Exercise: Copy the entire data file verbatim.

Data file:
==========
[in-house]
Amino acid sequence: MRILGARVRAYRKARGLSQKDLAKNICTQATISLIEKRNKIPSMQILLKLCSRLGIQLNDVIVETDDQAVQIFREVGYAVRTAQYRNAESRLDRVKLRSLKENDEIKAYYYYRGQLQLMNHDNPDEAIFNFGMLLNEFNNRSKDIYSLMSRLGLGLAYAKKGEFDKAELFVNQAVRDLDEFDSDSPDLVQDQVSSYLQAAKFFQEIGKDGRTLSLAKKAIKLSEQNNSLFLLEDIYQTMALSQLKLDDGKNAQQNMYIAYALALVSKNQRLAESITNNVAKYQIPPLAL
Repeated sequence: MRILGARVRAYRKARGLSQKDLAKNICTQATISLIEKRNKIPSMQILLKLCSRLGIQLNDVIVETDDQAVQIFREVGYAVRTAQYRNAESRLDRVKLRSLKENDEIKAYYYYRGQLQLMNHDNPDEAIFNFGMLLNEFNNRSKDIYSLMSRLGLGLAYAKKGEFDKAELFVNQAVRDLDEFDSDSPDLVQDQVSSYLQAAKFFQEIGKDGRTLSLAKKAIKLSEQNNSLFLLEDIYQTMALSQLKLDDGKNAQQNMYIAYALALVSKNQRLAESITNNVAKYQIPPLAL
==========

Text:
[in-house]
Amino acid sequence: MRILGARVRAYRKARGLSQKDLAKNICTQATISLIEKRNKIPSMQILLKLCSRLGIQLNDVIVETDDQAVQIFREVGYAVRTAQYRNAESRLDRVKLRSLKENDEIKAYYYYRGQLQLMNHDNPDEAIFNFGMLLNEFNNRSKDIYSLMSRLGLGLAYAKKGEFDKAELFVNQAVRDLDEFDSDSPDLVQDQVSSYLQAAKFFQEIGKDGRTLSLAKKAIKLSEQNNSLFLLEDIYQTMALSQLKLDDGKNAQQNMYIAYALALVSKNQRLAESITNNVAKYQIPPLAL
Repeated sequence: MRILGARVRAYRKARGLSQKDLAKNICTQATISLIEKRNKIPSMQILLKLCSRLGIQLNDVIVETDDQAVQIFREVGYAVRTAQYRNAESRLDRVKLRSLKENDEIKAYYYYRGQLQLMNHDNPDEAIFNFGMLLNEFNNRSKDIYSLMSRLGLGLAYAKKGEFDKAELFVNQAVRDLDEFDSDSPDLVQDQVSSYLQAAKFFQEIGKDGRTLSLAKKAIKLSEQNNSLFLLEDIYQTMALSQLKLDDGKNAQQNMYIAYALALVSKNQRLAESITNNVAKYQIPPLAL